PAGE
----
Morocco's king names head of Islamist party new PM

The Justice and Development Party won the most votes Friday in a national election prompted by the pro-democracy demonstrations that swept this North African kingdom of 32 million earlier this year as part of the regionwide Arab Spring.

King Mohammed VI received Abdelilah Benkirane, the secretary general of the Justice and Development Party, in the mountain town of Midelt today and named him head of government with the task of forming a governing coalition.

It would have been unthinkable just a year ago for a member of the opposition PJD to lead the government, but the Arab Spring movement forced the king to reform Morocco's constitution and hold early elections.

Under the amended constitution, the prime minister is now a more powerful "head of government" and he must come from the party that won the most votes in the election. The PJD took 107 seats out of the 395 in Parliament, almost twice as many as the second-place finisher.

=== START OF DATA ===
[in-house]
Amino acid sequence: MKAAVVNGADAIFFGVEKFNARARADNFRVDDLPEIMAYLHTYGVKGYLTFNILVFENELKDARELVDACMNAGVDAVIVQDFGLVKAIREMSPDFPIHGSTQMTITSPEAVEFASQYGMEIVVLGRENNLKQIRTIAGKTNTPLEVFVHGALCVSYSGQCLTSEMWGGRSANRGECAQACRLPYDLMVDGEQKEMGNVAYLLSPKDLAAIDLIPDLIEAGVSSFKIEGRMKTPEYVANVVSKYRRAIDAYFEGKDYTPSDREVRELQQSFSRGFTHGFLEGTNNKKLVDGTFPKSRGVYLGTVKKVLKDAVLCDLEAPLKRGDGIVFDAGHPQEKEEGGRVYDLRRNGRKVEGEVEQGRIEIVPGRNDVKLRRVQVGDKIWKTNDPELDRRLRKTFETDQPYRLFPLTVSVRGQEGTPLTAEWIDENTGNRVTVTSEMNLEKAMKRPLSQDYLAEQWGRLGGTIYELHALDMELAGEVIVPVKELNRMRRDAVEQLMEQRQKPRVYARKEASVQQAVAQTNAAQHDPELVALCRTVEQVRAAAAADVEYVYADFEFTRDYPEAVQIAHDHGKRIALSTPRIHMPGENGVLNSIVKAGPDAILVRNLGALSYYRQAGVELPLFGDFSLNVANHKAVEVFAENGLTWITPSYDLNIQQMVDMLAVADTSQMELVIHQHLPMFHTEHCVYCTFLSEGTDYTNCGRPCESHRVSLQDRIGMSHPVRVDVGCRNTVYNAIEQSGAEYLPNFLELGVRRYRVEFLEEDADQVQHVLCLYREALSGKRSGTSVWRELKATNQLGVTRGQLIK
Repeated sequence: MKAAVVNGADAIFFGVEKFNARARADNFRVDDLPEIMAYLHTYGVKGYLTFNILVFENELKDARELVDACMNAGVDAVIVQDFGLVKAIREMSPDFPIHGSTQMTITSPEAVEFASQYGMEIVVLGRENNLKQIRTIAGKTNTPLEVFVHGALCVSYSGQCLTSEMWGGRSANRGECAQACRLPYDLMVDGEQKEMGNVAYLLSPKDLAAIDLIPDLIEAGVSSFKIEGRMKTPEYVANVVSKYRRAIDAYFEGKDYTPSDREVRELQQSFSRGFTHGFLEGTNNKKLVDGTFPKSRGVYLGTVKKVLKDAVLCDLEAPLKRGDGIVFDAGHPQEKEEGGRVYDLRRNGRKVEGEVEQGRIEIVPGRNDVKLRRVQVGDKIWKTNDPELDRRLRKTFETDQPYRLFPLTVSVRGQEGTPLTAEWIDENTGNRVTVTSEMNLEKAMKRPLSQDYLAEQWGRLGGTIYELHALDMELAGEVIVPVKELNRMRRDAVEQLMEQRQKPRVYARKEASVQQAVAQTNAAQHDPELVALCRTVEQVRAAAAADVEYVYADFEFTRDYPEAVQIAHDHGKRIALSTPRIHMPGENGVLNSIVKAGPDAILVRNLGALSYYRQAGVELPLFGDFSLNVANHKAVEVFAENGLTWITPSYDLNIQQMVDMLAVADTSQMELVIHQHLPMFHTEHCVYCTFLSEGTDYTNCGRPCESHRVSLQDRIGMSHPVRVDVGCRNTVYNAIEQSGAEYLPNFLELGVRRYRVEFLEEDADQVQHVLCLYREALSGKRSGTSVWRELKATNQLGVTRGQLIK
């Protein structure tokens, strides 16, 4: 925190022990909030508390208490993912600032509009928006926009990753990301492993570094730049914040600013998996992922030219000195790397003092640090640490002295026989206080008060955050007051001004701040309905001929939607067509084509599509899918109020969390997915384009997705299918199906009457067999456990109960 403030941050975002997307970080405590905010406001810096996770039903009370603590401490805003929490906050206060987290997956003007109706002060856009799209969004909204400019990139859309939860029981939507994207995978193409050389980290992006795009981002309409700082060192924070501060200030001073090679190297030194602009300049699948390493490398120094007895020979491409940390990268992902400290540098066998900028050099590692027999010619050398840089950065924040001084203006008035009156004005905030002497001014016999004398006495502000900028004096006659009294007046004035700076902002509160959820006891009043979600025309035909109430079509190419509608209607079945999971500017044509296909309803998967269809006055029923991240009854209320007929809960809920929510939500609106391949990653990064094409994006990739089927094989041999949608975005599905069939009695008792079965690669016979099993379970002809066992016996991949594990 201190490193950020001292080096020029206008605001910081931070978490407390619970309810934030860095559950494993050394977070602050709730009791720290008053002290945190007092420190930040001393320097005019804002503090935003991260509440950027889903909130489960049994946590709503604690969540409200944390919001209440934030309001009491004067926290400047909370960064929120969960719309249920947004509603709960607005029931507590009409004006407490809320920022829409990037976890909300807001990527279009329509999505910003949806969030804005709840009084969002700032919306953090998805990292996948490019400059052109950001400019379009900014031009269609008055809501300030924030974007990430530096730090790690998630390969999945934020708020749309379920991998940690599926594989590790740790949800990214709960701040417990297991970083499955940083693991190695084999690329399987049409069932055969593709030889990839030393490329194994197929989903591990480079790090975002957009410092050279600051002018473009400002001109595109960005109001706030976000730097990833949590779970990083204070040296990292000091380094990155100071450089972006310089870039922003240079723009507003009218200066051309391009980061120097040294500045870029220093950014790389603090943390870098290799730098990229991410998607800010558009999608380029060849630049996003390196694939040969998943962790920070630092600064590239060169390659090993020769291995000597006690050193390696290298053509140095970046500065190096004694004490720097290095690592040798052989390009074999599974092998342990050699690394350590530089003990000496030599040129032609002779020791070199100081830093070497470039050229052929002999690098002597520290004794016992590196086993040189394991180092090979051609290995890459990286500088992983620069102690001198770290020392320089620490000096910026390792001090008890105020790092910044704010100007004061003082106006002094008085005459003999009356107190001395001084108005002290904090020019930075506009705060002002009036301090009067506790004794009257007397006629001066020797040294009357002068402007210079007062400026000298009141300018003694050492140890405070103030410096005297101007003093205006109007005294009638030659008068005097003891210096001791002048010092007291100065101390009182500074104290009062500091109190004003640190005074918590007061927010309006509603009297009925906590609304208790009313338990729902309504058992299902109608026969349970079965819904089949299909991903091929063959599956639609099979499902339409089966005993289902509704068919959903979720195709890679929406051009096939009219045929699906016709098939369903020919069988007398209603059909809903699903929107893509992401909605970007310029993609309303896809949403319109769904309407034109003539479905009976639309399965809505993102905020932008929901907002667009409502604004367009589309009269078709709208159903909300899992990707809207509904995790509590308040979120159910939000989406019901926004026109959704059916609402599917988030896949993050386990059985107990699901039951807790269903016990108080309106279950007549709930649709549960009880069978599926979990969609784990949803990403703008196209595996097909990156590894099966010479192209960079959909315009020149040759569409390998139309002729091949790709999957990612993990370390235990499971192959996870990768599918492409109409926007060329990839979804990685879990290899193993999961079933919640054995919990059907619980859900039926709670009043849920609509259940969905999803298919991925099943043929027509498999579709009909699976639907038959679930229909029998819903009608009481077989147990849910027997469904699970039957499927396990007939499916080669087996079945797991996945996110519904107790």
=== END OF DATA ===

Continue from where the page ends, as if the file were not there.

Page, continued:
With its outsider status, the PJD is expected to test the limits of the newly empowered prime minister's position.

The party is considered quite "moderate" on the spectrum of Islamist groups and it has not focused on issues like the women's headscarves or the sale of alcohol in a country that relies heavily on tourism from Europe.

The party has instead talked about fighting the rampant corruption, reforming the education system so it readies people for the job market, and combating the widespread unemployment.

With the fall or weakening of Western-backed secular dictatorships, people across North Africa have been turning to Islamist parties that have been in the opposition as an alternative.

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